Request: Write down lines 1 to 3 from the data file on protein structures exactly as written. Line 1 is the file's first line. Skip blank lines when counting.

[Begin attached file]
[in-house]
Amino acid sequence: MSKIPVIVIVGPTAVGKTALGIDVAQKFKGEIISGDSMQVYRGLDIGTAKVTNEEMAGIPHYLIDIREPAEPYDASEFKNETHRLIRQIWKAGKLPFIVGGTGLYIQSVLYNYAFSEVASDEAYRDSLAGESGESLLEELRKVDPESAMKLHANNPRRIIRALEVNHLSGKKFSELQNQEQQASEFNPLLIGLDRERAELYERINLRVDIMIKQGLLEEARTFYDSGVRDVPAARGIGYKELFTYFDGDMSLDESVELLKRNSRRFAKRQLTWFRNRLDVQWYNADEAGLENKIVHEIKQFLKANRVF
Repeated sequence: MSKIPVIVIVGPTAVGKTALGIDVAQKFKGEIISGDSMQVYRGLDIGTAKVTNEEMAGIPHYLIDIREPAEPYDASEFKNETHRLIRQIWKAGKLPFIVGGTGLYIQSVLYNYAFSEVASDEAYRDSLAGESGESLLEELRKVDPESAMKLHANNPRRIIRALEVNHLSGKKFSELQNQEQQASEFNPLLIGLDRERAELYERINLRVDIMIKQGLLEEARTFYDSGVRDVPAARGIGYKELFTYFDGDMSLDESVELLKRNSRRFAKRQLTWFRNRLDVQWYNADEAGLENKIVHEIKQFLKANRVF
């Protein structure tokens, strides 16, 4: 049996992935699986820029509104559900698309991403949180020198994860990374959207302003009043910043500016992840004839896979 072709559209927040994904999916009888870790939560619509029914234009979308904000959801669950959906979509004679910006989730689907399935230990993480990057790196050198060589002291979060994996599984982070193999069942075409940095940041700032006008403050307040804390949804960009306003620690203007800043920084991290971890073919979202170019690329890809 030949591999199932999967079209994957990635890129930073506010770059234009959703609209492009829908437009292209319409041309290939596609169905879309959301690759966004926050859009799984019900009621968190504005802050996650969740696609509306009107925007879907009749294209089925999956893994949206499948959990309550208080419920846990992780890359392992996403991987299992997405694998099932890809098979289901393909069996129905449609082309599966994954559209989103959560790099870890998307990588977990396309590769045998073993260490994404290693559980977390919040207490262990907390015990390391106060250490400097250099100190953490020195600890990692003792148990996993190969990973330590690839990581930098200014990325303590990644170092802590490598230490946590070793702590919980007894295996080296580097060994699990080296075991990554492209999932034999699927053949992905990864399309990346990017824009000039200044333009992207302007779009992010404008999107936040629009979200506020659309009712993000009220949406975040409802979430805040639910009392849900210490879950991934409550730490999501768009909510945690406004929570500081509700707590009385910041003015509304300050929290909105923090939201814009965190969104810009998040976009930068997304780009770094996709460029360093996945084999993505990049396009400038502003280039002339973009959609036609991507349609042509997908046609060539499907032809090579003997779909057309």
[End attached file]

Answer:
[in-house]
Amino acid sequence: MSKIPVIVIVGPTAVGKTALGIDVAQKFKGEIISGDSMQVYRGLDIGTAKVTNEEMAGIPHYLIDIREPAEPYDASEFKNETHRLIRQIWKAGKLPFIVGGTGLYIQSVLYNYAFSEVASDEAYRDSLAGESGESLLEELRKVDPESAMKLHANNPRRIIRALEVNHLSGKKFSELQNQEQQASEFNPLLIGLDRERAELYERINLRVDIMIKQGLLEEARTFYDSGVRDVPAARGIGYKELFTYFDGDMSLDESVELLKRNSRRFAKRQLTWFRNRLDVQWYNADEAGLENKIVHEIKQFLKANRVF
Repeated sequence: MSKIPVIVIVGPTAVGKTALGIDVAQKFKGEIISGDSMQVYRGLDIGTAKVTNEEMAGIPHYLIDIREPAEPYDASEFKNETHRLIRQIWKAGKLPFIVGGTGLYIQSVLYNYAFSEVASDEAYRDSLAGESGESLLEELRKVDPESAMKLHANNPRRIIRALEVNHLSGKKFSELQNQEQQASEFNPLLIGLDRERAELYERINLRVDIMIKQGLLEEARTFYDSGVRDVPAARGIGYKELFTYFDGDMSLDESVELLKRNSRRFAKRQLTWFRNRLDVQWYNADEAGLENKIVHEIKQFLKANRVF